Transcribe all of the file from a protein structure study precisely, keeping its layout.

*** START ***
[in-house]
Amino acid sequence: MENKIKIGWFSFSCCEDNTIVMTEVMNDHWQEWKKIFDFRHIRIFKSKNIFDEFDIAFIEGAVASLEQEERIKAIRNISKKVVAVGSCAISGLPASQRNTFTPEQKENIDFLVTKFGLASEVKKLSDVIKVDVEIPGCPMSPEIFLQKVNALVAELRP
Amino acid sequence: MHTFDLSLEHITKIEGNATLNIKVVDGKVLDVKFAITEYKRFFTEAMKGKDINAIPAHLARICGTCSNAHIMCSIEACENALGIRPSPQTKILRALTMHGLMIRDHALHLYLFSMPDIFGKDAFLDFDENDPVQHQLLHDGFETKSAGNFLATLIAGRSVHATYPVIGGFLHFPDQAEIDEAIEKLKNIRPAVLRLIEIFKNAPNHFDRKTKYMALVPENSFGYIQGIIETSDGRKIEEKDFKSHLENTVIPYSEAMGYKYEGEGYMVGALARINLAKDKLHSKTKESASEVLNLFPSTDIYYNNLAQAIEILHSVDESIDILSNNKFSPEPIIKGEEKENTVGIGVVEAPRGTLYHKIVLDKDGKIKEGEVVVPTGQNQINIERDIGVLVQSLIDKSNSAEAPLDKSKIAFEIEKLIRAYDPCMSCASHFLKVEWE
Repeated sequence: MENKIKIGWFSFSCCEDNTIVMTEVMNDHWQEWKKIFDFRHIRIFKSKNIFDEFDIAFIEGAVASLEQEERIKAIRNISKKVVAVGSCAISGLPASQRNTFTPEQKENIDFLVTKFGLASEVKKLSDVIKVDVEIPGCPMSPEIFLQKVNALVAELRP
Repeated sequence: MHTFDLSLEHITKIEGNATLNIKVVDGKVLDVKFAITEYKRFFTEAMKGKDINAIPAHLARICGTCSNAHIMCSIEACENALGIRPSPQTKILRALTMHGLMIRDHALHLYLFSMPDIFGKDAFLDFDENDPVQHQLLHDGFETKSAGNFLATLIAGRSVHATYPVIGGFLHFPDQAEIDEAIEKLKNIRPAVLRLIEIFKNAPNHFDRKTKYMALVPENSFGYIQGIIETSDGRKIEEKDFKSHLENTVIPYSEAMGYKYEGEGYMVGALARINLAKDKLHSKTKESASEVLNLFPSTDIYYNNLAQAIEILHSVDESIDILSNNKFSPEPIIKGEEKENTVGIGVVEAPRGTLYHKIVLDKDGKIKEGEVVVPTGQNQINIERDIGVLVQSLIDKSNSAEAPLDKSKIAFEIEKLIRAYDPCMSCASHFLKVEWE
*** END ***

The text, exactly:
[in-house]
Amino acid sequence: MENKIKIGWFSFSCCEDNTIVMTEVMNDHWQEWKKIFDFRHIRIFKSKNIFDEFDIAFIEGAVASLEQEERIKAIRNISKKVVAVGSCAISGLPASQRNTFTPEQKENIDFLVTKFGLASEVKKLSDVIKVDVEIPGCPMSPEIFLQKVNALVAELRP
Amino acid sequence: MHTFDLSLEHITKIEGNATLNIKVVDGKVLDVKFAITEYKRFFTEAMKGKDINAIPAHLARICGTCSNAHIMCSIEACENALGIRPSPQTKILRALTMHGLMIRDHALHLYLFSMPDIFGKDAFLDFDENDPVQHQLLHDGFETKSAGNFLATLIAGRSVHATYPVIGGFLHFPDQAEIDEAIEKLKNIRPAVLRLIEIFKNAPNHFDRKTKYMALVPENSFGYIQGIIETSDGRKIEEKDFKSHLENTVIPYSEAMGYKYEGEGYMVGALARINLAKDKLHSKTKESASEVLNLFPSTDIYYNNLAQAIEILHSVDESIDILSNNKFSPEPIIKGEEKENTVGIGVVEAPRGTLYHKIVLDKDGKIKEGEVVVPTGQNQINIERDIGVLVQSLIDKSNSAEAPLDKSKIAFEIEKLIRAYDPCMSCASHFLKVEWE
Repeated sequence: MENKIKIGWFSFSCCEDNTIVMTEVMNDHWQEWKKIFDFRHIRIFKSKNIFDEFDIAFIEGAVASLEQEERIKAIRNISKKVVAVGSCAISGLPASQRNTFTPEQKENIDFLVTKFGLASEVKKLSDVIKVDVEIPGCPMSPEIFLQKVNALVAELRP
Repeated sequence: MHTFDLSLEHITKIEGNATLNIKVVDGKVLDVKFAITEYKRFFTEAMKGKDINAIPAHLARICGTCSNAHIMCSIEACENALGIRPSPQTKILRALTMHGLMIRDHALHLYLFSMPDIFGKDAFLDFDENDPVQHQLLHDGFETKSAGNFLATLIAGRSVHATYPVIGGFLHFPDQAEIDEAIEKLKNIRPAVLRLIEIFKNAPNHFDRKTKYMALVPENSFGYIQGIIETSDGRKIEEKDFKSHLENTVIPYSEAMGYKYEGEGYMVGALARINLAKDKLHSKTKESASEVLNLFPSTDIYYNNLAQAIEILHSVDESIDILSNNKFSPEPIIKGEEKENTVGIGVVEAPRGTLYHKIVLDKDGKIKEGEVVVPTGQNQINIERDIGVLVQSLIDKSNSAEAPLDKSKIAFEIEKLIRAYDPCMSCASHFLKVEWE